14. The optical fiber of claim 13 wherein the central core segment further comprises a central peak region disposed between the centerline and the alpha region, wherein the central peak region contains the maximum relative refractive index of the optical fiber.
15. The optical fiber of claim 13 wherein the central core segment further comprises a central peak region, wherein ΔMAX is disposed in the central peak region, and the alpha region comprises a maximum relative refractive index percent, ΔBMAX, wherein Δ1MAX−ΔBMAX, is between 0.03% and 0.08%.
16. The optical fiber of claim 1 wherein the optical fiber has an effective area of greater than about 60 μm2 at 1550 nm.
17. The optical fiber of claim 1 wherein the optical fiber has an attenuation less than 0.20 dB/km at 1550 nm.
18. The optical fiber of claim 1 wherein the pin array loss of the optical fiber is less than 10 dB.
19. The optical fiber of claim 1 wherein the optical fiber has an attenuation of less than 0.4 dB/km at a wavelength of about 1310 nm.
20. The optical fiber of claim 1 wherein the optical fiber has an attenuation at 1380 nm not more than 0.1 dB/km greater than an attenuation at 1310 nm.
Description

This application claims the benefit of U.S. Provisional Application No. 60/775,576, filed Feb. 21, 2006, entitled “MULTIBAND OPTICAL FIBER”.

BACKGROUND OF THE INVENTION

1. Field of the Invention

The present invention is directed generally to optical fiber for telecommunications and more specifically to an optical fiber capable of dual mode operation at wavelengths below about 1260 nm and single mode operation at wavelengths above about 1260 nm.

2. Technical Background

Multimode fiber suitable for operation at 850 nm has typically been chosen for wiring homes and small businesses because the various system components (e.g. lasers, receivers) used in conjunction with this fiber are inexpensive. However, conventional 850 nm multimode fiber has undesirably low bandwidth and can support only a relatively low bit rate. Furthermore, conventional 850 nm multimode fiber is incompatible with higher bit rate components, such as 1300 nm single mode lasers and receivers. Thus, both components and fiber typically must be replaced to upgrade to a higher bit rate system.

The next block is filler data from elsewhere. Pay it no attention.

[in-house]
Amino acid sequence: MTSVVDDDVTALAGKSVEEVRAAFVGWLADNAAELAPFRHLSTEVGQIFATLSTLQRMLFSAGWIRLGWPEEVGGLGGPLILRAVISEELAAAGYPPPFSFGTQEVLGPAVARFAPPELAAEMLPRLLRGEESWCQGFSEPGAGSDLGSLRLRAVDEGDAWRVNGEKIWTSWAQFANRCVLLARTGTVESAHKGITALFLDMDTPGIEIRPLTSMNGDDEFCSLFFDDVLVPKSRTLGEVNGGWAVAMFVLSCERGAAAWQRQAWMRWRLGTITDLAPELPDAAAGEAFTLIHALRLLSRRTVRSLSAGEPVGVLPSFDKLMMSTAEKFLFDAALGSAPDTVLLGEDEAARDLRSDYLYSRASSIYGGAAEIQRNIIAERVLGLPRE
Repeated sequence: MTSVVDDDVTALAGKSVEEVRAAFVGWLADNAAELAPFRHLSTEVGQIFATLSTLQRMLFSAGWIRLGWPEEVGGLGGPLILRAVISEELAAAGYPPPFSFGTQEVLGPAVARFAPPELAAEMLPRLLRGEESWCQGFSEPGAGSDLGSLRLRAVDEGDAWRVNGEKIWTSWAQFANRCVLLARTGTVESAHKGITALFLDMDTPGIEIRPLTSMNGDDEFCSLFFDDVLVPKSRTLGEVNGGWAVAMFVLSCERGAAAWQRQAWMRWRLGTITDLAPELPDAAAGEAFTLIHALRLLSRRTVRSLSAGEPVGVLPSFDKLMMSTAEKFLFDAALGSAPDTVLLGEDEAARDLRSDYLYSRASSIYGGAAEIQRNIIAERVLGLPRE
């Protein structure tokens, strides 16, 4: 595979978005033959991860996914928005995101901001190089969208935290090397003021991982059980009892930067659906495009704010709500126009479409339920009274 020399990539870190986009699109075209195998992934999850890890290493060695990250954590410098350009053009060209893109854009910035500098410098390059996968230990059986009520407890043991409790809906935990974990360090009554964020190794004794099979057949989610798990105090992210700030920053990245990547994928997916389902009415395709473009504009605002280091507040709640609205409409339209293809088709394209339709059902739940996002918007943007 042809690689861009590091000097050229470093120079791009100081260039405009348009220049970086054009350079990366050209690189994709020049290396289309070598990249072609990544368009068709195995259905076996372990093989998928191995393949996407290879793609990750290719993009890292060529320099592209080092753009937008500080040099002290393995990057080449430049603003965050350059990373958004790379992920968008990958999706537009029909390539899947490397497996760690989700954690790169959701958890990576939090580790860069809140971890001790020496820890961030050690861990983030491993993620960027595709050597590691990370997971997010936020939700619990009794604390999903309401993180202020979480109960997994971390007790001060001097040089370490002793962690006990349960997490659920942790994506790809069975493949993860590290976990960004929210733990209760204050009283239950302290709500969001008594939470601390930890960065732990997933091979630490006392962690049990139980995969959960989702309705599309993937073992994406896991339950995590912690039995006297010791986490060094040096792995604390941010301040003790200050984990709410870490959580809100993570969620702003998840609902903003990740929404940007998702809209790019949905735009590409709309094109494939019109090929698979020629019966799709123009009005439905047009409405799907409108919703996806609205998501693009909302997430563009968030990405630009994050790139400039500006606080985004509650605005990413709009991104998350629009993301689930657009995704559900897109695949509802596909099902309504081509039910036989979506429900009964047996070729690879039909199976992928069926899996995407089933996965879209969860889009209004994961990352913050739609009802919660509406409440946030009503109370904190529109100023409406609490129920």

Known experimental fibers capable of both multimode operation at 850 nm and single mode operation at 1300 nm have been reported in the literature, however, those fibers had step index profiles and tended to have very low bandwidth at 850 nm.

U.S. Patent Publication No. 2003/0161597 (“'597 Publication”) discloses an optical fiber capable of multimode operation at 850 nm and single mode operation at 1300 nm. The embodiments disclosed in Table I the '597 Publication have bandwidths of 0.6 to 1.5 GHz.km and would only be capable of transmitting 10 Gb/s signals along distances of 60 to 150 m, lower than needed in most local area networks.

U.S. Patent Publication No. 2004/0033039 (“'039 Publication”) discloses an optical fiber with modest bandwidths at 850 nm.

Intermodal noise is a problem typically associated with multimode fibers. Intermodal noise is related to a variation of the optical intensity at a given optical fiber output location due to optical interference between modes of different phase. Many factors may act singly or in combination to produce phase changes that can cause intermodal noise. Some factors include: changes in temperature; mechanical distortions (including movement or vibration); and, changes in optical source wavelength.